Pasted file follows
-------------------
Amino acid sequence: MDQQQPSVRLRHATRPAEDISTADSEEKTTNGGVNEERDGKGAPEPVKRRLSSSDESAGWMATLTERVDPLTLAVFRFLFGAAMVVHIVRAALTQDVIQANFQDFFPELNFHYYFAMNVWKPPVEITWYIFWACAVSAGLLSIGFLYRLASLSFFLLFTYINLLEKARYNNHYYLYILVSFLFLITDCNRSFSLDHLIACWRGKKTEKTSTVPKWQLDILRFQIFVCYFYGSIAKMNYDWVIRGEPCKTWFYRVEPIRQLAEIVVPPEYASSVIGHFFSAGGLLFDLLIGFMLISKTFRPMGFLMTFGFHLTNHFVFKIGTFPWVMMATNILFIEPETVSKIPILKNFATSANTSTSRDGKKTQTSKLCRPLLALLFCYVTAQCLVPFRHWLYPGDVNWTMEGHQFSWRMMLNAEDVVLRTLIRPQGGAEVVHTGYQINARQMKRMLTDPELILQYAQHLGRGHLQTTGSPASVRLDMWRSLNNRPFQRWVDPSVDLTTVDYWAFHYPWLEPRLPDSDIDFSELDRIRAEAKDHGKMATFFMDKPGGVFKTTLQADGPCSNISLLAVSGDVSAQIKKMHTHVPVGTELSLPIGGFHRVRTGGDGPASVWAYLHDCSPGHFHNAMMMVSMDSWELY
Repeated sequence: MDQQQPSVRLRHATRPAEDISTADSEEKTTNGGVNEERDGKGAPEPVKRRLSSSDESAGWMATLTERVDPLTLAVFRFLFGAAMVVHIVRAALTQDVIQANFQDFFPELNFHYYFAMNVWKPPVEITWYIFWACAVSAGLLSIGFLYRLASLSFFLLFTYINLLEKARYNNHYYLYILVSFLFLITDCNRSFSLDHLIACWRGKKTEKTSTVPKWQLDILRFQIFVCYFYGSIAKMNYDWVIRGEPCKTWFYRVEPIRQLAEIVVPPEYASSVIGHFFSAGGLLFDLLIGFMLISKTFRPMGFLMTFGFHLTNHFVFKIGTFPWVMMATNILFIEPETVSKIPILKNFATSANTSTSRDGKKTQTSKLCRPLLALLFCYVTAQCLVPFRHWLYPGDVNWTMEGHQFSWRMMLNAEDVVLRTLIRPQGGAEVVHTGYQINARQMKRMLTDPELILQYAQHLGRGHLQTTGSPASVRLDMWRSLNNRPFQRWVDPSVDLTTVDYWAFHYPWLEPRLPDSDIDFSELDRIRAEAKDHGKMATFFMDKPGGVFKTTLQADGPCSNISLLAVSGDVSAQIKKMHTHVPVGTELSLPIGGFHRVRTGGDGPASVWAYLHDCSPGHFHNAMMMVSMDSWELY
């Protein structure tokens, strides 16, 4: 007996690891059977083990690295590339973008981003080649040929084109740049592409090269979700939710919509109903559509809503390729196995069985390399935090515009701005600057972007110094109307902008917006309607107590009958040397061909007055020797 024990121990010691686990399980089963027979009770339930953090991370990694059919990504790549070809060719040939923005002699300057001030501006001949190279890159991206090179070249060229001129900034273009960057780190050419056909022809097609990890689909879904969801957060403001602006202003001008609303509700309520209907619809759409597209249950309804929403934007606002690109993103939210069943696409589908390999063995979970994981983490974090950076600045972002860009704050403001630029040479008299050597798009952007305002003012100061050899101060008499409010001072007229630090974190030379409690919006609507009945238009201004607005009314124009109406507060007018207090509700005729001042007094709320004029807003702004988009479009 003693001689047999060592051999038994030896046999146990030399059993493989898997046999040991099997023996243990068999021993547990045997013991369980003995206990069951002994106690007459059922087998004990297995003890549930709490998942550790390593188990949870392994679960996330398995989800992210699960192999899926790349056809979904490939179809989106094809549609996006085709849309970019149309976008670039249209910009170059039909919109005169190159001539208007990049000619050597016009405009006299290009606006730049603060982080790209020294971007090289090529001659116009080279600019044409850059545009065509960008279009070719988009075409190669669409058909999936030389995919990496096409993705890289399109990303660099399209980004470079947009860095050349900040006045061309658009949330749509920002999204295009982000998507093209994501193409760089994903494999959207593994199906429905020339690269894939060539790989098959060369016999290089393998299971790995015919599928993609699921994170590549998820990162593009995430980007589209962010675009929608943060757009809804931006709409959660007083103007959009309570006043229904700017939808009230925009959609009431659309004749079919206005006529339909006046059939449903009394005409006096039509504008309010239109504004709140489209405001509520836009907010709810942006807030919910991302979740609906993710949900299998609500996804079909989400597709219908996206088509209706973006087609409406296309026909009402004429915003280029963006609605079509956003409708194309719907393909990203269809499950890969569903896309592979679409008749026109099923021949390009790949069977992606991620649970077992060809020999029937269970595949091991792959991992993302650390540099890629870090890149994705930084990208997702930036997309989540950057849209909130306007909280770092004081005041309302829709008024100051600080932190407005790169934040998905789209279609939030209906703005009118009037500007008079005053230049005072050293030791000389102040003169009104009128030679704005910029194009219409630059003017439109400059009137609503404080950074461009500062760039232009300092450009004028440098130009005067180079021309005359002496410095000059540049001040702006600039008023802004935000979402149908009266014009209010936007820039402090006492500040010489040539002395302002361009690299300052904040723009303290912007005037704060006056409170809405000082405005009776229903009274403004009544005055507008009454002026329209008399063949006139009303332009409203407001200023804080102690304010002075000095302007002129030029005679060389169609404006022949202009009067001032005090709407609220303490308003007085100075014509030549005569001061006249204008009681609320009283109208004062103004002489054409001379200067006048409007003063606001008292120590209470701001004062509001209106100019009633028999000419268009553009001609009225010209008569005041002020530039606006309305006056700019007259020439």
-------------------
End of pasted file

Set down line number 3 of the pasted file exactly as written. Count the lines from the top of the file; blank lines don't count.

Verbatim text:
């Protein structure tokens, strides 16, 4: 007996690891059977083990690295590339973008981003080649040929084109740049592409090269979700939710919509109903559509809503390729196995069985390399935090515009701005600057972007110094109307902008917006309607107590009958040397061909007055020797 024990121990010691686990399980089963027979009770339930953090991370990694059919990504790549070809060719040939923005002699300057001030501006001949190279890159991206090179070249060229001129900034273009960057780190050419056909022809097609990890689909879904969801957060403001602006202003001008609303509700309520209907619809759409597209249950309804929403934007606002690109993103939210069943696409589908390999063995979970994981983490974090950076600045972002860009704050403001630029040479008299050597798009952007305002003012100061050899101060008499409010001072007229630090974190030379409690919006609507009945238009201004607005009314124009109406507060007018207090509700005729001042007094709320004029807003702004988009479009 003693001689047999060592051999038994030896046999146990030399059993493989898997046999040991099997023996243990068999021993547990045997013991369980003995206990069951002994106690007459059922087998004990297995003890549930709490998942550790390593188990949870392994679960996330398995989800992210699960192999899926790349056809979904490939179809989106094809549609996006085709849309970019149309976008670039249209910009170059039909919109005169190159001539208007990049000619050597016009405009006299290009606006730049603060982080790209020294971007090289090529001659116009080279600019044409850059545009065509960008279009070719988009075409190669669409058909999936030389995919990496096409993705890289399109990303660099399209980004470079947009860095050349900040006045061309658009949330749509920002999204295009982000998507093209994501193409760089994903494999959207593994199906429905020339690269894939060539790989098959060369016999290089393998299971790995015919599928993609699921994170590549998820990162593009995430980007589209962010675009929608943060757009809804931006709409959660007083103007959009309570006043229904700017939808009230925009959609009431659309004749079919206005006529339909006046059939449903009394005409006096039509504008309010239109504004709140489209405001509520836009907010709810942006807030919910991302979740609906993710949900299998609500996804079909989400597709219908996206088509209706973006087609409406296309026909009402004429915003280029963006609605079509956003409708194309719907393909990203269809499950890969569903896309592979679409008749026109099923021949390009790949069977992606991620649970077992060809020999029937269970595949091991792959991992993302650390540099890629870090890149994705930084990208997702930036997309989540950057849209909130306007909280770092004081005041309302829709008024100051600080932190407005790169934040998905789209279609939030209906703005009118009037500007008079005053230049005072050293030791000389102040003169009104009128030679704005910029194009219409630059003017439109400059009137609503404080950074461009500062760039232009300092450009004028440098130009005067180079021309005359002496410095000059540049001040702006600039008023802004935000979402149908009266014009209010936007820039402090006492500040010489040539002395302002361009690299300052904040723009303290912007005037704060006056409170809405000082405005009776229903009274403004009544005055507008009454002026329209008399063949006139009303332009409203407001200023804080102690304010002075000095302007002129030029005679060389169609404006022949202009009067001032005090709407609220303490308003007085100075014509030549005569001061006249204008009681609320009283109208004062103004002489054409001379200067006048409007003063606001008292120590209470701001004062509001209106100019009633028999000419268009553009001609009225010209008569005041002020530039606006309305006056700019007259020439």